Do you find yourself attached to something unhealthy? Below is an overview of helpful ideas that can help you in the process of letting go.
Often, the first question we're face when we’re attached is, "Why we can’t let go?" We know it’s unhealthy, and it stresses us out, so why can’t we move on? Basically it comes down to this: We’re not sure if we really want to.
Sure, we might feel tired with the situation. We might be mad at ourselves, embarrassed, ashamed and stressed. We can easily assume we want to let go and just can’t.
Letting go isn’t easy, especially in relationships. And letting go of your marriage, spouse or partner can be one of the hardest things to do in life. Yet, it can be the most rewarding, positive, life-changing experience you will ever have. Letting go allows you to express your real self; the one that doesn’t require any attachments to feel safe or happy. Truth be told, your real self already has everything you need to feel secure and happy. Be willing to get to know the real you. That begins with letting go of those people that you mistakenly believed brought you security and/or happiness. That belief keeps you imprisoned and locked in a cycle of low self-worth, dependency, and misguided duty or obligation.
Here are some keys for letting go of unhealthy attachments:
1. See things as they are: This happens first and foremost by seeing the relationship as it really is. This means recognizing its limitations. It means willingly facing the truth.
Maya Angelou once said, “When someone shows you who they are, believe them.” Sometimes we have blinders on to what’s in front of us. We may cling to the belief someone will change, or that the situation is better than it really is. When we’re attached, we have to consciously take off the rose colored glasses every time we automatically put them back on.
Once we see clearly, we are invited to accept what we see, rather than trying to change it. We can relax our grasp, and rest from efforts that don’t work. We can choose to relinquish control, surrendering our need to make things different from what they are.
2. Meditation: Meditation is simply sitting still and trying to pay attention to the present moment — whether that’s your breath, your body, or what’s around you right now. What you’ll find is that your mind runs away from the present moment, attaching to worries about the future, planning, remembering things in the past. In meditation, you practice letting go of these mini attachments, by noticing what your mind is doing and letting go, returning to the present moment. This happens again and again, and so you get good at it. It’s like muscle memory after doing it hundreds, thousands of times. You learn that whatever you were attached to is simply a story, a narrative, a dream. It’s not so heavy, just a bit of cloud that can be blown away by a breeze.
3. Realize what you want isn’t there: While accepting things as they are, we have to tell ourselves that what we’re looking for isn’t found here.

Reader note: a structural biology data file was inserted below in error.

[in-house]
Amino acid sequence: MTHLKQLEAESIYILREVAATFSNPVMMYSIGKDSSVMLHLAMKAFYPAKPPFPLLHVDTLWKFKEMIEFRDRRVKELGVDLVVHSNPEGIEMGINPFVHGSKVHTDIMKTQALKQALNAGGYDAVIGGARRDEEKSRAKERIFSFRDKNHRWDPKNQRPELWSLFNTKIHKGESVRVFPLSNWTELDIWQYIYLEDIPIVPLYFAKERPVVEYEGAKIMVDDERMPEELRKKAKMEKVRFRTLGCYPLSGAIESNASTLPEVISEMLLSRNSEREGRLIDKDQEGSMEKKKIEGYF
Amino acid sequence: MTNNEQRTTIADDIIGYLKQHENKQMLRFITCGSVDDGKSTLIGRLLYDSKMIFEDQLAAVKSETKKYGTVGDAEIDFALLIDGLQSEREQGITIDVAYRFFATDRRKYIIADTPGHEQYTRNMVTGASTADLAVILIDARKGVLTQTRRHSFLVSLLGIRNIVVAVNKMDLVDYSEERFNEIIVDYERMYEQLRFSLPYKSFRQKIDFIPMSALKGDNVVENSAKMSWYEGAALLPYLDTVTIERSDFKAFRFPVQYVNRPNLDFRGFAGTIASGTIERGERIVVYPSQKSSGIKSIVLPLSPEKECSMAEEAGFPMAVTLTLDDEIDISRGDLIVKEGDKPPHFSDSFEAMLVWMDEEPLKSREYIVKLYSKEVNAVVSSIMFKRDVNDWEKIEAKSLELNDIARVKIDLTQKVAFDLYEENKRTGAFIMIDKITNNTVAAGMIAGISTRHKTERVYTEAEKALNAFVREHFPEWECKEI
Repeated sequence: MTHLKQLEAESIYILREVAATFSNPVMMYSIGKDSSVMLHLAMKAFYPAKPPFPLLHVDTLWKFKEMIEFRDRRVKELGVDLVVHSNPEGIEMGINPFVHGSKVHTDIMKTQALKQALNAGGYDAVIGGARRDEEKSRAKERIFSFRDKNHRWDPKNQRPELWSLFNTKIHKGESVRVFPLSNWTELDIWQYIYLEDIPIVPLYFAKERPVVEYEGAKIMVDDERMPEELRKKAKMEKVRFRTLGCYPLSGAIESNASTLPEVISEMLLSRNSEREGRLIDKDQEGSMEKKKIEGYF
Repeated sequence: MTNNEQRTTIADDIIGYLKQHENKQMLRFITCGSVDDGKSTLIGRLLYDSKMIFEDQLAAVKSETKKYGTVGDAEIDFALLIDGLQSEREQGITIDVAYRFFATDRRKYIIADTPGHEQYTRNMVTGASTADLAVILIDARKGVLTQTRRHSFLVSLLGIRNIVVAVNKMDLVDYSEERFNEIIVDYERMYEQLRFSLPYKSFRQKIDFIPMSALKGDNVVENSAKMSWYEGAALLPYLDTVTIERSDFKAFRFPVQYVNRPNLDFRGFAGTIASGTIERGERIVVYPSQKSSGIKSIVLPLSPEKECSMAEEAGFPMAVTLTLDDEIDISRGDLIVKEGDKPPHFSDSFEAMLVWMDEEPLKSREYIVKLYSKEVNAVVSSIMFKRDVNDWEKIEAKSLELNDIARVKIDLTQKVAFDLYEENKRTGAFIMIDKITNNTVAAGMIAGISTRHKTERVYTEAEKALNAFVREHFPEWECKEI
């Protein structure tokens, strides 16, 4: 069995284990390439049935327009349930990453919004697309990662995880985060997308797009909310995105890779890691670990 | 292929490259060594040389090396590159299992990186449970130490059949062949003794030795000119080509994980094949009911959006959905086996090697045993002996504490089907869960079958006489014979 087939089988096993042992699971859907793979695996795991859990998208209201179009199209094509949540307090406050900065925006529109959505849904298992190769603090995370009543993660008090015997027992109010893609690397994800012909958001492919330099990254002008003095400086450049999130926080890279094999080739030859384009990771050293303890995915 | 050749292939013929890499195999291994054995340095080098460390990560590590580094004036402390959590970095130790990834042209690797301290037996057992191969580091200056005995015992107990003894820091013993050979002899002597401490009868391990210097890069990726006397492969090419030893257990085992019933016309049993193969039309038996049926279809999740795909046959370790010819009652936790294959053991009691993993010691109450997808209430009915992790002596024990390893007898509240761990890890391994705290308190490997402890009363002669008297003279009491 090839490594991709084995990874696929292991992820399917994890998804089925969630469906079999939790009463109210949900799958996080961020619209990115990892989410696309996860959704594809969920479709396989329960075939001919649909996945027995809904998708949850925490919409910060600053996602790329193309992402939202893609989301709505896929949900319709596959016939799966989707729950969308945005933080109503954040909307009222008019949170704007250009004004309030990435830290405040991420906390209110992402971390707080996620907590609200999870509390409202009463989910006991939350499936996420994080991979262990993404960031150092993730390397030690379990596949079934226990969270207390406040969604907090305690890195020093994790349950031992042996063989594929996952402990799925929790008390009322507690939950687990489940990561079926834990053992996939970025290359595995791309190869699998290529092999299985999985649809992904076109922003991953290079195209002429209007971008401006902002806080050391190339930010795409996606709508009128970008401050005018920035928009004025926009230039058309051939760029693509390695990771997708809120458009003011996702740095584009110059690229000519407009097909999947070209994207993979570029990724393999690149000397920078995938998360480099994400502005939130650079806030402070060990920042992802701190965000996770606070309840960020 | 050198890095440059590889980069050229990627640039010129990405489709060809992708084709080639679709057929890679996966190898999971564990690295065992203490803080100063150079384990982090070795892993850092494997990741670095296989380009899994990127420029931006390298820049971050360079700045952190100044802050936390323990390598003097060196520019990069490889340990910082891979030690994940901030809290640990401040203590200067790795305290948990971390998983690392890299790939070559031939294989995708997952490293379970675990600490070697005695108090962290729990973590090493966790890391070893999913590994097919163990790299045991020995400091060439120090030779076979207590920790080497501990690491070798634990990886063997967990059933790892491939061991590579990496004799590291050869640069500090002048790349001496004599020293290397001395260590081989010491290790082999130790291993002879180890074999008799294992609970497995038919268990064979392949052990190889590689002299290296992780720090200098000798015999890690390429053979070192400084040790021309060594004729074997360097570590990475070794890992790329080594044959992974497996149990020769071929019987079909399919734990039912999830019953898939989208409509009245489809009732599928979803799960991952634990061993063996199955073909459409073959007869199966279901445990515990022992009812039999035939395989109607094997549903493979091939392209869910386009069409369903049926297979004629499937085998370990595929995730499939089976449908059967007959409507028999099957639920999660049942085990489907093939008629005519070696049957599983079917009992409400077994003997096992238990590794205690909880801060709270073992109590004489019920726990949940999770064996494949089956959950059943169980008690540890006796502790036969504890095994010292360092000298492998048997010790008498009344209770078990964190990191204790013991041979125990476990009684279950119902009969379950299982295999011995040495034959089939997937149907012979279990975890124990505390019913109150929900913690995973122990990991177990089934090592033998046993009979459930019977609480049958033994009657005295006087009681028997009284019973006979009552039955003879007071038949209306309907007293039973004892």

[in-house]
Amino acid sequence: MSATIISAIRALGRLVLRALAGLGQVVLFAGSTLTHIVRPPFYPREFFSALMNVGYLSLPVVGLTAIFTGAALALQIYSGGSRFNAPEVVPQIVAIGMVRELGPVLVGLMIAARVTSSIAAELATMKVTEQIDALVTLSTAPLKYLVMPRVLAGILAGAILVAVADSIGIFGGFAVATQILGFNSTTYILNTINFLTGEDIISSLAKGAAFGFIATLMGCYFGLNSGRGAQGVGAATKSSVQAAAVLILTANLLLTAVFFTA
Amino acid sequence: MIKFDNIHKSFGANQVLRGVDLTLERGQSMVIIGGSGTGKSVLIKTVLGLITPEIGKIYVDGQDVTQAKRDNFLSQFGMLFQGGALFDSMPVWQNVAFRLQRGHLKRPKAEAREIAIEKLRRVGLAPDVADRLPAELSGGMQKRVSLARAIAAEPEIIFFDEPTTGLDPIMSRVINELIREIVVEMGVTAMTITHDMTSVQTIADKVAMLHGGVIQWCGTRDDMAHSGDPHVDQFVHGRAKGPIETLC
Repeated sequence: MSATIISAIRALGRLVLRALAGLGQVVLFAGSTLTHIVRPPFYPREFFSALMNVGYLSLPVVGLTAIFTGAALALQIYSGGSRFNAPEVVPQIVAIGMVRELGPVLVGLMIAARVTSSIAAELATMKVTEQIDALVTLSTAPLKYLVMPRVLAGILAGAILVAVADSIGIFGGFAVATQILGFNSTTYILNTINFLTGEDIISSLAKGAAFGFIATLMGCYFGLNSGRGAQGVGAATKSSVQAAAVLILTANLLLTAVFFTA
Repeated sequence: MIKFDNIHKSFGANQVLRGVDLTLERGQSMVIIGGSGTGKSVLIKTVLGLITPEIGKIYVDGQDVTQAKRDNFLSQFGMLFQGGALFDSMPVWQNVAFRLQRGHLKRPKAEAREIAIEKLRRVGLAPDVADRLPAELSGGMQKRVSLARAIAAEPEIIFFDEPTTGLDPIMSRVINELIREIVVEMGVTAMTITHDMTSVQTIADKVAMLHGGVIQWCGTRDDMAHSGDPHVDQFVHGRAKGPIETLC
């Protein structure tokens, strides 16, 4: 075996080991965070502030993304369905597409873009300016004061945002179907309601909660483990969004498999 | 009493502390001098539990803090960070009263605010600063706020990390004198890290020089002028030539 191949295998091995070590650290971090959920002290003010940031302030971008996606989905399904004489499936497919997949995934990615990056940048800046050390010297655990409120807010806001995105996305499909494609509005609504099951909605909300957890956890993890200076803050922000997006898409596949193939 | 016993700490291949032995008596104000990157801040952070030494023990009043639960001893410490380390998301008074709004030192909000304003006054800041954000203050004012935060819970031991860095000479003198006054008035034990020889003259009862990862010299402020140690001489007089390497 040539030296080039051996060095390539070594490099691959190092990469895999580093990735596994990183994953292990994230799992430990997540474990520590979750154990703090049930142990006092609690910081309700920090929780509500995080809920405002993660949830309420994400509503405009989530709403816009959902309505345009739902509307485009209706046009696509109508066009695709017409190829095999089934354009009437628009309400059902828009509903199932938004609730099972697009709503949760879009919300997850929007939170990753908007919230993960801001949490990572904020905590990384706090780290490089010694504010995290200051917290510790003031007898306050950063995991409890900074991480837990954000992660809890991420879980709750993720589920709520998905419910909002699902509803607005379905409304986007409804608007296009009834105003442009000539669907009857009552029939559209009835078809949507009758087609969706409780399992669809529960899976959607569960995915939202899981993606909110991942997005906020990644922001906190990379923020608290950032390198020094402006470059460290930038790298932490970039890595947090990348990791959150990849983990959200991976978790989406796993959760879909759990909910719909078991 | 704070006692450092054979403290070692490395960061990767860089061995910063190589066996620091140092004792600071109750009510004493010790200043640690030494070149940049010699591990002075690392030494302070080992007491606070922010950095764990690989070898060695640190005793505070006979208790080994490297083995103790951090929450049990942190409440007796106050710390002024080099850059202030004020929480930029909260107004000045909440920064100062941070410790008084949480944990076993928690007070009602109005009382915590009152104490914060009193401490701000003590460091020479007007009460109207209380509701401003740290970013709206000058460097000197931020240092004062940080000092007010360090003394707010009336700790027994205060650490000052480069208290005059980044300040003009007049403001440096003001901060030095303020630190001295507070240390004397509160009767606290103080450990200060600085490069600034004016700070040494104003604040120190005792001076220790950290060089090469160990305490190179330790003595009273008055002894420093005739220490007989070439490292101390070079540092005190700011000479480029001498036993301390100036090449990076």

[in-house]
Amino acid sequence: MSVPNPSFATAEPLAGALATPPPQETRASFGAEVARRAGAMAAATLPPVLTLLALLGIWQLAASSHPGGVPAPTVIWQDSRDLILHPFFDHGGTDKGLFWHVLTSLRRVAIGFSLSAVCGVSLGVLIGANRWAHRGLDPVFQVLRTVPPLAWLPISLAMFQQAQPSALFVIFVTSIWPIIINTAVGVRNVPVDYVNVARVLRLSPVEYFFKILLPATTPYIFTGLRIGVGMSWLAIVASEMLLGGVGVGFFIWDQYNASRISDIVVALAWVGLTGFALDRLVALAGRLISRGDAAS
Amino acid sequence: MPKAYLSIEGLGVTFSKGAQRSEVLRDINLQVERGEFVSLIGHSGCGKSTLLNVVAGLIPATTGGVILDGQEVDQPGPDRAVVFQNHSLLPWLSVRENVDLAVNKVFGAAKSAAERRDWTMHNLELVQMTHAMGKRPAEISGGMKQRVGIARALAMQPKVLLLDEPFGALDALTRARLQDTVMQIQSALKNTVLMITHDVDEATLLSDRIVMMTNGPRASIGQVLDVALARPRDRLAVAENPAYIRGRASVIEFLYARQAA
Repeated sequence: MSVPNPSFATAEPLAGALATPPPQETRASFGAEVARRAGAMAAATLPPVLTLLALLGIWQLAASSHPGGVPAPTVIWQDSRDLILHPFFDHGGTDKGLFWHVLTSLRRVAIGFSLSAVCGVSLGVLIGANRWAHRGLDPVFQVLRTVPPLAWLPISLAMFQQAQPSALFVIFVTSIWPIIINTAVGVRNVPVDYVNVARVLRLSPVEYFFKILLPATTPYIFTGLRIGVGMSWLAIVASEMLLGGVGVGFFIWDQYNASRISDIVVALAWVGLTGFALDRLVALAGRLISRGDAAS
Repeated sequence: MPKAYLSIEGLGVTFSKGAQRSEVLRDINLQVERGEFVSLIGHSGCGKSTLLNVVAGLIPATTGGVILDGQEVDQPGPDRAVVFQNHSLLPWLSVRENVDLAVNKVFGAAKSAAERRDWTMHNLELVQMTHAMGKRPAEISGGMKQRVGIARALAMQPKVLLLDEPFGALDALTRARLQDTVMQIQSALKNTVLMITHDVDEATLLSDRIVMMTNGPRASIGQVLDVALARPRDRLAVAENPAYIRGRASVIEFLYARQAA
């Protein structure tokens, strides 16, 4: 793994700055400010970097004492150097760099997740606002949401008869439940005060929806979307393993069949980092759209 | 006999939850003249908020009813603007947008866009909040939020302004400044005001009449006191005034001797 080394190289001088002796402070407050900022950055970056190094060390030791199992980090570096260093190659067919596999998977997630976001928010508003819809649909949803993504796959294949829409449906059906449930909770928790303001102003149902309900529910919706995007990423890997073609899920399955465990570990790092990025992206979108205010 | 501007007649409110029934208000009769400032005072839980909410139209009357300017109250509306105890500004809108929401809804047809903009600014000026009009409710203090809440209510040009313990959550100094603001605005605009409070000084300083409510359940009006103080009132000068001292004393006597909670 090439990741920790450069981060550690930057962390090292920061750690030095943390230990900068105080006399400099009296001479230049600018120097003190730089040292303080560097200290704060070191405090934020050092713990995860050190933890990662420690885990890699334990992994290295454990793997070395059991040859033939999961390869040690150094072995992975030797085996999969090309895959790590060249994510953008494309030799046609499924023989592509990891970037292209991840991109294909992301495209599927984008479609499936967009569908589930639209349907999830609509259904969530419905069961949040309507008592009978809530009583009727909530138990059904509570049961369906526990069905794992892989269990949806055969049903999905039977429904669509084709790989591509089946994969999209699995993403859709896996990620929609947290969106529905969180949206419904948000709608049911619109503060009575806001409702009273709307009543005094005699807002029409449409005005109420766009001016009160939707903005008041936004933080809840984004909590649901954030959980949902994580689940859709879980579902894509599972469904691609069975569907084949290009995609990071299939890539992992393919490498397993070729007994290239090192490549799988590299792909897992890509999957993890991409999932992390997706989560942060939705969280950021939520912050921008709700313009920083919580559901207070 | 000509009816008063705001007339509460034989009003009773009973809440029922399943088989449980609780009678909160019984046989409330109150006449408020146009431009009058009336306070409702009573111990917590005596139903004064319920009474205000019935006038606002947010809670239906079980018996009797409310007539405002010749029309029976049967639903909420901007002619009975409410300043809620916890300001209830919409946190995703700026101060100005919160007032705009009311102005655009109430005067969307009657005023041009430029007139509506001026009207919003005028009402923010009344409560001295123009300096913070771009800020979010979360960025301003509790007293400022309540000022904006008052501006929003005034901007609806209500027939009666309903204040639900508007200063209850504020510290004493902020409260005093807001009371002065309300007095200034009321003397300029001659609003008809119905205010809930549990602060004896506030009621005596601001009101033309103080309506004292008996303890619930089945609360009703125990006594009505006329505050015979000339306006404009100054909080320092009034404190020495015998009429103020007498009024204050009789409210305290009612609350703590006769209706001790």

We all want love. We also want peace and true joy. Those are our deepest desires. But in unhealthy emotional attachments, we are not at rest. We do not feel contentment and stability. The joy we have is flimsy and minimal—mixed with unpredictable anxiety or pain. Any love we experience is empty and practically cancelled out with the frustration we feel inside. The idea that what we’re looking for isn’t found here is one we have to process internally. Only when we really, truly believe this attachment is only hurtful, will we no longer be interested in it.
4. Compassion: In this meditation, you wish for an end to your suffering, or an end to the suffering of others. What happens is that this wish transforms you from being stuck in your attachment, to finding a warm heart to melt the attachment and find a way to ease it. You become bigger than your story, when you wish for your own suffering to end. And when you wish for others’ suffering to end, you connect yourself to them, see that your suffering is the same as theirs, and understand that you’re in this together. What happens is that your attachments and story become less important, not such a big deal, as you connect with others in this way.
5. Consider God’s role: It’s important to remember we’re not alone in this. We’ve got a Father, literally right by our sides, who “gets” it—why we feel how we do, and what more there is for us. Not only is He by our side, He really is in control. It’s not arbitrary that we’re not with this person. We didn’t mess things up, nor did we miss His perfect will. He’s got a reason for the way things are.
6. Shift the focus to yourself: Attachment causes us to center our mental world around the person we are not meant to be with. Detaching involves making plans for our own life and asking ourselves honestly How am I doing? What can I do for myself? It means shifting out attention from what this person is or isn’t doing, how they may or may not feel, and putting it on yourself.
If you find you need healing, you need comfort, then you should put yourself in the place to get it. Ask yourself what freedom you need to start feeling better, and decide to move into it. We also need to turn our attention to our potential, and how God sees us. Maybe we’ve been so worn down in thinking of the other person that we forgot how God values and cherishes us. It’s time to get that back.